KEEP BUYING, jangka panjang LEBE BAGU$, pindah ke http://investasireksadanaindonesiagw.blogspot.com/ aka INVESTASI REKSA DANA INDONESIA gw
gW suka BANGET ketidakPASTIan
Senin, 03 Oktober 2011
bulan PEMBALIKAN ARAH, semogA
Why U.S. stock funds could see year-end rally
Debt woes plague economy and markets, but fourth quarter is often strong
By Jonathan Burton, MarketWatch
SAN FRANCISCO (MarketWatch) — This was supposed to be another fruitful year for U.S. stocks. So far, not so good.
Now, after enduring a summer-long market drought and geopolitical wildfires, investors in equity mutual funds and exchange-traded funds aren’t expecting much of an annual harvest, but they shouldn’t rule out a year-end rally.
Debt troubles from Athens to Washington preoccupied investors throughout the third quarter and gave U.S. stock funds their worst drubbing since the financial-market meltdown three years ago. Sporadic rallies provided a brief lift but only masked an overall pessimistic trend for stocks and stockholders alike.
The biggest weight on stock investors has been the European debt crisis. Europe’s financial meisters and ministers, with an assist from the U.S., are trying to orchestrate an “orderly” default for Greece. Their overarching goal: protect big European and U.S. banks from a knockout punch that could trigger another worldwide recession — that is, unless a recession is already here.
“What is a bad economy is about to get much worse,” said Lakshman Achuthan, co-founder of the Economic Cycle Research Institute, which at the end of September said the U.S. would be hit with another recession that would not spare other developed nations and emerging markets.
“We are seeing the weakness spread widely,” Achuthan said. “There’s a contagion…that’s not going to be snuffed out. The nature of a recession is not a statistic. It’s a vicious feedback loop. Sales fall, production falls, income falls and that depresses sales. We’re in that and it’s going to run its course.” Read more: Economy faces new recession.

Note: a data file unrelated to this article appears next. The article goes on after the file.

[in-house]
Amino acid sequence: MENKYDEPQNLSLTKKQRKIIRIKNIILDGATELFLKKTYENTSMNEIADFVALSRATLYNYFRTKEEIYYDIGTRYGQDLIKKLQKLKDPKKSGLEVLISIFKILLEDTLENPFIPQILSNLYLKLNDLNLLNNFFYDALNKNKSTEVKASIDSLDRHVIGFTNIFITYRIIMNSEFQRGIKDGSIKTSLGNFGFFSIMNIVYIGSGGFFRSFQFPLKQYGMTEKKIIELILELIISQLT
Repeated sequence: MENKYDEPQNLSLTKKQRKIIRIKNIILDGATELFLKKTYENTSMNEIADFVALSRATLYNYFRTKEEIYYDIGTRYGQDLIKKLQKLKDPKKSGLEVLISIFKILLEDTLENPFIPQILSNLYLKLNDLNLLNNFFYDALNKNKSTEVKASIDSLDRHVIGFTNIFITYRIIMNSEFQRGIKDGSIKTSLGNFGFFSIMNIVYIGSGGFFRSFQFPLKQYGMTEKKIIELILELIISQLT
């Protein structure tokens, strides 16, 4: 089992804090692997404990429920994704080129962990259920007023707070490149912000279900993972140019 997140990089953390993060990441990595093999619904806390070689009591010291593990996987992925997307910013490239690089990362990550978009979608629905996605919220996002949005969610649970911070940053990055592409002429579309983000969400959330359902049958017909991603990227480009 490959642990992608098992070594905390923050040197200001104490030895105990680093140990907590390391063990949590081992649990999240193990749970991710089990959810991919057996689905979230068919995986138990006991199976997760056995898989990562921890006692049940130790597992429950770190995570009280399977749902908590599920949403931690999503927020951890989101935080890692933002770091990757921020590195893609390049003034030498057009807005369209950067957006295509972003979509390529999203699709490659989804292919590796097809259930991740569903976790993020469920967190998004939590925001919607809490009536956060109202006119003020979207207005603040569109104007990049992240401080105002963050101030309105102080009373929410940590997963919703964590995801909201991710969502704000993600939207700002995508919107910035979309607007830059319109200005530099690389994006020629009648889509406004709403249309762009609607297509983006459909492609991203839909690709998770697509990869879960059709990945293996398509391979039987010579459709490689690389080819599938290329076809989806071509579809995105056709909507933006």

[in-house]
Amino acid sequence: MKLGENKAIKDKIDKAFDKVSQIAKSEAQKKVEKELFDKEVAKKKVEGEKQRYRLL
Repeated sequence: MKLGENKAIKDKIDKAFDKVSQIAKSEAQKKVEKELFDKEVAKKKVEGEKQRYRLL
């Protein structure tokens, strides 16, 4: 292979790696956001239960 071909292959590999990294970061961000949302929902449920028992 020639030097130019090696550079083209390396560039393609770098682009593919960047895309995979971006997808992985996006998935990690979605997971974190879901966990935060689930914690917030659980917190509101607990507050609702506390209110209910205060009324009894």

That cycle may take awhile, given the massive levels of debt that governments, corporations and households around the developed world are being forced to whittle down. Against that backdrop, stock-market recoveries will be more fragile and easily derailed, recessions more frequent, and heightened volatility the rule rather than the exception.
Stock investing therefore will need to become more nimble and proactive, a far cry from the “set-it-and-forget-it,” buy-and-hold mantra that most individual investors who came of age in the past 30 years have been taught.
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“The next decade will likely be one where buy and hold will generally be a fairly poor option in developed markets,” Deutsche Bank analysts told clients in a report last month. “There will be large cyclical rallies punctuated by recessions and funding crises.
“We need at least a decade to make the adjustments in both asset prices and debt levels to return the normal rhythm of long-term returns,” the report noted. “Until then, expect a highly unstable, volatile and ultimately ‘Grey’ decade.” Read more: 5 money moves one debt-crisis expert is making now.
Fourth and goal
Still, at the moment the U.S. arguably is the cleanest dirty shirt in the world’s hamper, as the resurgent U.S. dollar attests. So some analysts are looking for U.S. stocks to finish the year on an upbeat note, at least compared with less-resilient areas of the world.